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Thermal behavior and thermal decarboxylation of 10-hydroxycamptothecin in the solid state.

Abstract
In order to investigate the thermal-related properties and thermal stability of 10-hydroxycamptothecin (10-HCPT) in the solid state, differential scanning calorimetry (DSC), thermogravimetric analysis (TGA) and Fourier transform infrared (FT-IR) microspectroscopy were used. A novel combination of FT-IR microspectroscopy with thermal analyzer was applied simultaneously to monitor the dehydration and rehydration processes of the 10-HCPT sample. The thermal-induced decomposition of the 10-HCPT sample was also determined by using electrospray-ion trap mass spectrometry (ES-ITMS). The results indicated that the 10-HCPT sample used in this study was a monohydrate in structure, this form that can dehydrate to an anhydrate form if the temperature goes beyond 90 degrees C. The 10-HCPT anhydrate was first suggested to have two polymorphs, in which the form I might transform to form II when the 110 degrees C-preheated sample was cooled to 30 degrees C. The polymorphic transformation temperature was shown within 90-120 degrees C with 10.46 kcal/mol of enthalpy. The peak at 1723 cm(-1) found in the IR spectrum of 10-HCPT monohydrate might correspond to the hydrogen-bonded CO stretching vibration of lactone, which shifted to 1750 cm(-1) assigned to a free CO group of lactone after the destruction of hydrogen bonding via dehydration. This suggests that monohydrate seems to interact intramolecularly with 10-HCPT by hydrogen bonding. However, the rehydration process of the 10-HCPT anhydrate might cause it to return to being a monohydrate, depending on the storage condition. In addition, the thermal-induced decarboxylation of the solid-state 10-HCPT when the temperature is beyond 226 degrees C was proven by the appearance of a new IR peak at 1701 cm(-1) and one major mass spectral peak at m/z 321. This unique IR spectral peak at 1701 cm(-1) was due to the conjugated carbonyl group in the degraded product of 10-HCPT. The m/z 321 assigned to the decarboxylation of 10-HCPT was equal to the molecular weight loss of 44 from mass spectra; which was consistent with the weight loss of 11.9% (molecular weight of 43.3) from TGA curve of 10-HCPT anhydrate.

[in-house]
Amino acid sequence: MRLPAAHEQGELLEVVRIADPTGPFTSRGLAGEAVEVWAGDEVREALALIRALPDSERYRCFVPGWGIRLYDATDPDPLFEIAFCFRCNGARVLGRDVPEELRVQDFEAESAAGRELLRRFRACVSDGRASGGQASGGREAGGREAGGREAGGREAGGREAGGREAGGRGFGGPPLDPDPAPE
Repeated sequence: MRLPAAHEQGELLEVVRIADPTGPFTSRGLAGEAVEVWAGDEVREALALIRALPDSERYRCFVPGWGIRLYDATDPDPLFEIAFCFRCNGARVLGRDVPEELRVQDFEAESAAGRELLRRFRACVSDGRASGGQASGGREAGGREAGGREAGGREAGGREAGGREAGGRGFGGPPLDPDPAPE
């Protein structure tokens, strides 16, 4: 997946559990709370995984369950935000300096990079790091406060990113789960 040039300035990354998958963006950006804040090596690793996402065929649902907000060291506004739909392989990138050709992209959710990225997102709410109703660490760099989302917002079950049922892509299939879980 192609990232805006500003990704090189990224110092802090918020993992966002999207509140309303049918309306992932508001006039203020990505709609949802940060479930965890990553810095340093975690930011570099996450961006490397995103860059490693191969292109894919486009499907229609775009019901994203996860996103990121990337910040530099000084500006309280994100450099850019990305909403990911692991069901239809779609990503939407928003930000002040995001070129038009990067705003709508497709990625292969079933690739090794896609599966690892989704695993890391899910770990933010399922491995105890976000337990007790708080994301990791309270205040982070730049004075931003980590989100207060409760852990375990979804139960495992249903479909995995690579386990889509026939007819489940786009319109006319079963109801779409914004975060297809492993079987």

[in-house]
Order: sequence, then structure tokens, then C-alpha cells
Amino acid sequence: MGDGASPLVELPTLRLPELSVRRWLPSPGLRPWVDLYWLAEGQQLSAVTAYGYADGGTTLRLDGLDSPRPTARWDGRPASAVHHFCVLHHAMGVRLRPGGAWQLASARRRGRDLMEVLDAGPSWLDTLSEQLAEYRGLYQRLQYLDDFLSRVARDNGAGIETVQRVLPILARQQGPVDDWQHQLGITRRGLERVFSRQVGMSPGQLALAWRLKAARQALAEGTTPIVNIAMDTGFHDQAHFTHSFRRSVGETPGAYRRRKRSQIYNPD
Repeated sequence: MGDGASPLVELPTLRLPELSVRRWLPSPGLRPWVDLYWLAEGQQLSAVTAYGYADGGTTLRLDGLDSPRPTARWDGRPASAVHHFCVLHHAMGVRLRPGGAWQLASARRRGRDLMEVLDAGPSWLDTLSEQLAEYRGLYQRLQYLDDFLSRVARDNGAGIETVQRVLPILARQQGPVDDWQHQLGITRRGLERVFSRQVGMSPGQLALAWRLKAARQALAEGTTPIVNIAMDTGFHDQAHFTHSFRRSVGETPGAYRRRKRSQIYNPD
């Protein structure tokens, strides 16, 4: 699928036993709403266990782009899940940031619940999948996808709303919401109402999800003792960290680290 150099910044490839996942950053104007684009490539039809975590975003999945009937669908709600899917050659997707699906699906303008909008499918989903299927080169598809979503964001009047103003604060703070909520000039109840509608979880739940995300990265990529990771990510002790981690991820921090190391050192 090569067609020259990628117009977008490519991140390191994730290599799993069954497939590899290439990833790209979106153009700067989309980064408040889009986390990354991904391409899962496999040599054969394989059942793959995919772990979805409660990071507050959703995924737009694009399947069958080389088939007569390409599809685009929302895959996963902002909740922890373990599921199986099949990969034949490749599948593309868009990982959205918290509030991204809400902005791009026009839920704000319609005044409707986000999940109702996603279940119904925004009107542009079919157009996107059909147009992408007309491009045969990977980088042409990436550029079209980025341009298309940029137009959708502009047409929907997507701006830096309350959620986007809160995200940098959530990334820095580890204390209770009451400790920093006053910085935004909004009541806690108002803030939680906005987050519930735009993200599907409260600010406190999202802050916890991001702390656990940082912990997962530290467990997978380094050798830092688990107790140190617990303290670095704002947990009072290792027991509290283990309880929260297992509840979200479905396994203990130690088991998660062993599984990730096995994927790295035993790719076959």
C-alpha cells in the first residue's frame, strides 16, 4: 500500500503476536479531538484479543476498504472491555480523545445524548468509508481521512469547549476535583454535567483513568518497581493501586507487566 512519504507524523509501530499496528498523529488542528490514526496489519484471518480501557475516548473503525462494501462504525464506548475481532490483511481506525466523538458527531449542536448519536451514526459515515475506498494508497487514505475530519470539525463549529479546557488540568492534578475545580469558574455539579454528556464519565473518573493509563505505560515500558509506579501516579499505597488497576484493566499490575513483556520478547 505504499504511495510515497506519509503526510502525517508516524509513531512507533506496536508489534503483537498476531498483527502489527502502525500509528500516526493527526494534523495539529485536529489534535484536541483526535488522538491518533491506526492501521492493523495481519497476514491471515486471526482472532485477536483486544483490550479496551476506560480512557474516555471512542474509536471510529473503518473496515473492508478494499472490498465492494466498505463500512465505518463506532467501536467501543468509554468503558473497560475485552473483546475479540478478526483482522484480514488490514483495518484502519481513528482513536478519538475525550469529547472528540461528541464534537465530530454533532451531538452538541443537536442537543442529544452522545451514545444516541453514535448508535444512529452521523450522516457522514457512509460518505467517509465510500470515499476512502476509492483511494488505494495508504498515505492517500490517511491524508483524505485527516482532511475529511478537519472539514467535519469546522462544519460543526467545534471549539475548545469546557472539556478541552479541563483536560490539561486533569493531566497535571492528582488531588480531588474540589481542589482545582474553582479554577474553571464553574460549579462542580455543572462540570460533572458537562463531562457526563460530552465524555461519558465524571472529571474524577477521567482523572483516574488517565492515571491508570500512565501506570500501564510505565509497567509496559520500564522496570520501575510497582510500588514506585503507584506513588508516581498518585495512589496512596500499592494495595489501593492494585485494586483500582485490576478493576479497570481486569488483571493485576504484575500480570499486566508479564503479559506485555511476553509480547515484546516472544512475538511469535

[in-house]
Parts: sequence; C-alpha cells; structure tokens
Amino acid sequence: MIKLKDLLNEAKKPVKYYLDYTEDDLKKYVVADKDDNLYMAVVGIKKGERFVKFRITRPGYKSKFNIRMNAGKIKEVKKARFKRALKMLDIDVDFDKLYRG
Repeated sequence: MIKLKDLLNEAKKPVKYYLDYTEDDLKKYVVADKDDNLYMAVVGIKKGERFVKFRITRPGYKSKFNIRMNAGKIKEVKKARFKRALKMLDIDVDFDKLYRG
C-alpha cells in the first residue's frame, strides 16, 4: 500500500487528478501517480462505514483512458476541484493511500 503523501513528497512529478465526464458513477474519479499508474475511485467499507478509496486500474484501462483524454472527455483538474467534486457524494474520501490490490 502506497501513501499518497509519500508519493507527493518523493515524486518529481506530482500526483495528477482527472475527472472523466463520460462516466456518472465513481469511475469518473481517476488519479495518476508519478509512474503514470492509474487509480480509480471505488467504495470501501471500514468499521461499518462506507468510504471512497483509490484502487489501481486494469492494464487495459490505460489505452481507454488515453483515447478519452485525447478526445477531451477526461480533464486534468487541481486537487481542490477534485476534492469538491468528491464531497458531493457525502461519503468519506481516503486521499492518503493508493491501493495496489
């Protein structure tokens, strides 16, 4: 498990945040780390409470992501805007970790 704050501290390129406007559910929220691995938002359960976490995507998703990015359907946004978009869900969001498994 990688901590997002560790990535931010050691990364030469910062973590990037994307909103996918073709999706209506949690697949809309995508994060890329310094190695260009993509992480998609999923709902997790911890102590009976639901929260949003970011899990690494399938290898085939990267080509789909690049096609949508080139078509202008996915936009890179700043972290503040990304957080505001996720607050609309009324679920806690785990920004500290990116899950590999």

AuthorsShun-Li Wang, Shan-Yang Lin, Tzu-Feng Hsieh, Shun-An Chan
JournalJournal of pharmaceutical and biomedical analysis (J Pharm Biomed Anal) Vol. 43 Issue 2 Pg. 457-63 (Jan 17 2007) ISSN: 0731-7085 [Print] England
PMID16934429 (Publication Type: Journal Article, Research Support, Non-U.S. Gov't)
Chemical References
  • Antineoplastic Agents, Phytogenic
  • Water
  • 10-hydroxycamptothecin
  • Camptothecin
Topics
  • Antineoplastic Agents, Phytogenic (chemistry)
  • Calorimetry, Differential Scanning
  • Camptothecin (analogs & derivatives, chemistry)
  • Decarboxylation
  • Desiccation
  • Drug Stability
  • Hydrogen Bonding
  • Microspectrophotometry
  • Molecular Structure
  • Spectrometry, Mass, Electrospray Ionization
  • Spectroscopy, Fourier Transform Infrared
  • Temperature
  • Thermodynamics
  • Thermogravimetry
  • Water (chemistry)

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